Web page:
For special occasions, the king collected fees called aids from the barons. There were three such occasions: when the king's eldest son was knighted, when his eldest daughter married, and for ransom money should the king be captured and a ransom required. A scutage was a cash payment to the king instead of providing knights for military service. The payments allowed the king to hire men to serve in his army.

By King John's reign, excessively high scutage payments were commonly demanded to fulfill a baron's military obligation. Further, King John appointed all of the judges of England's county courts. The fines imposed on those who ran afoul of the courts were extreme, often taking an individual's property and possessions.

In the 1200s the pope was still the spiritual overseer of the Catholic Church. King John continually struggled over power with Pope Innocent III (1160–1216). He strenuously fought the 1206 election of Stephen Langton (d. 1228) as archbishop of Canterbury, the most powerful church position in England. King John even refused Langton entry into England until 1213. In 1215 Langton became a key negotiator between the king and his barons during negotiations over issues addressed in the Magna Carta.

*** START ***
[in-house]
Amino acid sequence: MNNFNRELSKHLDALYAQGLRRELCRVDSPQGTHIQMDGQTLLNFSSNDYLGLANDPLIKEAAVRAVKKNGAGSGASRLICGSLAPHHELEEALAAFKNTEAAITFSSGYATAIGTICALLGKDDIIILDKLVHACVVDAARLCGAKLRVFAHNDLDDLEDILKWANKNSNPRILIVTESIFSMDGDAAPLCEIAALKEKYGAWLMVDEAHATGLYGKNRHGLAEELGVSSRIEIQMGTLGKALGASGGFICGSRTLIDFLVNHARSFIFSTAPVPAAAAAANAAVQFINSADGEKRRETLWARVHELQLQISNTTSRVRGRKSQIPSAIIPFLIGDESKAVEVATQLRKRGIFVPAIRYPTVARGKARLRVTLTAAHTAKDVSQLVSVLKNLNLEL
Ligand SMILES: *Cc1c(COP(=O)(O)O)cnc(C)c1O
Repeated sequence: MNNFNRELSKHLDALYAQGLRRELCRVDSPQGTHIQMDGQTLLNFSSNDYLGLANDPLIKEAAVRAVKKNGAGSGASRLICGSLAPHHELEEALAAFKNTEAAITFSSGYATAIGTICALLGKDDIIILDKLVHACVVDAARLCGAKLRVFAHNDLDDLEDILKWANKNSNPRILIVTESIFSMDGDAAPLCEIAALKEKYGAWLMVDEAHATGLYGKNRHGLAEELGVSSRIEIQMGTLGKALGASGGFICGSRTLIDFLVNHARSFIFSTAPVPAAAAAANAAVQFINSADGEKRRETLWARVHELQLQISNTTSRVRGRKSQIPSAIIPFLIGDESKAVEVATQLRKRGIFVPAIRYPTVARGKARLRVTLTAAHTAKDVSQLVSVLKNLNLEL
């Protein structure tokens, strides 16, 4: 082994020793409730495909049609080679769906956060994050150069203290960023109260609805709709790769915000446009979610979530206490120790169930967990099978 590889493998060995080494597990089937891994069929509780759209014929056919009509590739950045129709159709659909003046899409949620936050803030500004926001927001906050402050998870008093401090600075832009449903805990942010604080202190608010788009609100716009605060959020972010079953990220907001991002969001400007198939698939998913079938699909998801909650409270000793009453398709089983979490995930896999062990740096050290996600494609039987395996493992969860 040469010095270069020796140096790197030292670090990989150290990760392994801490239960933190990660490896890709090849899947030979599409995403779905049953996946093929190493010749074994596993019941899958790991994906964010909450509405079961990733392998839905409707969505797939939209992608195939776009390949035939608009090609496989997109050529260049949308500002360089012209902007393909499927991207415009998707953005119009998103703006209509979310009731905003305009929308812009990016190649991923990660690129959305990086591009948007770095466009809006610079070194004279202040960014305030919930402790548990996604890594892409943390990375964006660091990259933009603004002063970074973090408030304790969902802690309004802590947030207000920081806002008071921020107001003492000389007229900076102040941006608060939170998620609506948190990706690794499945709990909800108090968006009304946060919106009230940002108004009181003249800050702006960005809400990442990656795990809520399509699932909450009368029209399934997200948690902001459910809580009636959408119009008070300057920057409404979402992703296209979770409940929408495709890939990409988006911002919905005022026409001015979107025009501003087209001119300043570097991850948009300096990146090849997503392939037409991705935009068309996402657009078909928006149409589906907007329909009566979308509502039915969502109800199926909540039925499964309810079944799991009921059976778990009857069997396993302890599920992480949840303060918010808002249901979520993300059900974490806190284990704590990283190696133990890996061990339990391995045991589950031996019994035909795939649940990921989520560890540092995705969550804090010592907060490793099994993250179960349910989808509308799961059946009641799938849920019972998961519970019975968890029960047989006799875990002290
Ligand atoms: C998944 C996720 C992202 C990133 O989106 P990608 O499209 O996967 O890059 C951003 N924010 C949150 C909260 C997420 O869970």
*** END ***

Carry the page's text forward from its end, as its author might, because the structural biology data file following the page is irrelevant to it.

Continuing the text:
Around 1210 King John's fee demands had become unreasonable, breaking all rules of customary fairness. He acted impulsively and with no regard to justice. Having had enough of this uncontrolled use of power, in January 1215 the rebellious land barons wrote down their complaints against the king. They demanded a document be drawn up guaranteeing justice in taxation, respect for ancient feudal customs of mutual obligation and fairness, and limits on King John's power.

On June 10 the barons, dressed in full armor, met the king's representatives in Runnymede meadow on the banks of the River Thames to continue negotiations. Faced with losing the barons' loyalty and a probable civil war, King John reluctantly agreed to the demands listed in a document called the "Articles of the Barons." King John placed his seal on the articles on June 15, 1215; the barons renewed their allegiance to the king on June 19.